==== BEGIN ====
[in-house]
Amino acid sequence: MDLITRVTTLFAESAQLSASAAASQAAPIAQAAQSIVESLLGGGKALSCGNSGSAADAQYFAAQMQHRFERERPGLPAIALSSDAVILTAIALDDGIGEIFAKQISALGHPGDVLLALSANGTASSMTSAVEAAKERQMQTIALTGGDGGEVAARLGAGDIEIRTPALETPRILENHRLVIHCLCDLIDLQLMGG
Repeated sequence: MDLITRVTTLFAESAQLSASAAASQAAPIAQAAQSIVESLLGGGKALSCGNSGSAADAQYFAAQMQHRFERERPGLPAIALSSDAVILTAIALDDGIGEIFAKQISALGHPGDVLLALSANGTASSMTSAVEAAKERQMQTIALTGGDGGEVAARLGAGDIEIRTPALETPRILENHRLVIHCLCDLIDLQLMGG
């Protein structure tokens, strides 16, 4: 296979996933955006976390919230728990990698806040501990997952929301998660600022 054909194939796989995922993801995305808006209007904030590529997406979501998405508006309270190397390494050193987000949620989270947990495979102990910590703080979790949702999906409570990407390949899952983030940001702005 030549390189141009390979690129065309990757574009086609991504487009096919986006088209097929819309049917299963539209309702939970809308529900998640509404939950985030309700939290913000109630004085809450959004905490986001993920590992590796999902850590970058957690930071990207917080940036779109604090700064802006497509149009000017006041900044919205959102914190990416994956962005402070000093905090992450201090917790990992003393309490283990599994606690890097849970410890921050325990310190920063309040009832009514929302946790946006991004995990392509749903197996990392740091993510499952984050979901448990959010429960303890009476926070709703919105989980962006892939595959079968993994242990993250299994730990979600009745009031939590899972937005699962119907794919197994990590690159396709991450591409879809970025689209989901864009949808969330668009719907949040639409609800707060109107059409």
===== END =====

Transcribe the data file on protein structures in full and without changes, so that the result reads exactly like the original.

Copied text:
[in-house]
Amino acid sequence: MDLITRVTTLFAESAQLSASAAASQAAPIAQAAQSIVESLLGGGKALSCGNSGSAADAQYFAAQMQHRFERERPGLPAIALSSDAVILTAIALDDGIGEIFAKQISALGHPGDVLLALSANGTASSMTSAVEAAKERQMQTIALTGGDGGEVAARLGAGDIEIRTPALETPRILENHRLVIHCLCDLIDLQLMGG
Repeated sequence: MDLITRVTTLFAESAQLSASAAASQAAPIAQAAQSIVESLLGGGKALSCGNSGSAADAQYFAAQMQHRFERERPGLPAIALSSDAVILTAIALDDGIGEIFAKQISALGHPGDVLLALSANGTASSMTSAVEAAKERQMQTIALTGGDGGEVAARLGAGDIEIRTPALETPRILENHRLVIHCLCDLIDLQLMGG
């Protein structure tokens, strides 16, 4: 296979996933955006976390919230728990990698806040501990997952929301998660600022 054909194939796989995922993801995305808006209007904030590529997406979501998405508006309270190397390494050193987000949620989270947990495979102990910590703080979790949702999906409570990407390949899952983030940001702005 030549390189141009390979690129065309990757574009086609991504487009096919986006088209097929819309049917299963539209309702939970809308529900998640509404939950985030309700939290913000109630004085809450959004905490986001993920590992590796999902850590970058957690930071990207917080940036779109604090700064802006497509149009000017006041900044919205959102914190990416994956962005402070000093905090992450201090917790990992003393309490283990599994606690890097849970410890921050325990310190920063309040009832009514929302946790946006991004995990392509749903197996990392740091993510499952984050979901448990959010429960303890009476926070709703919105989980962006892939595959079968993994242990993250299994730990979600009745009031939590899972937005699962119907794919197994990590690159396709991450591409879809970025689209989901864009949808969330668009719907949040639409609800707060109107059409």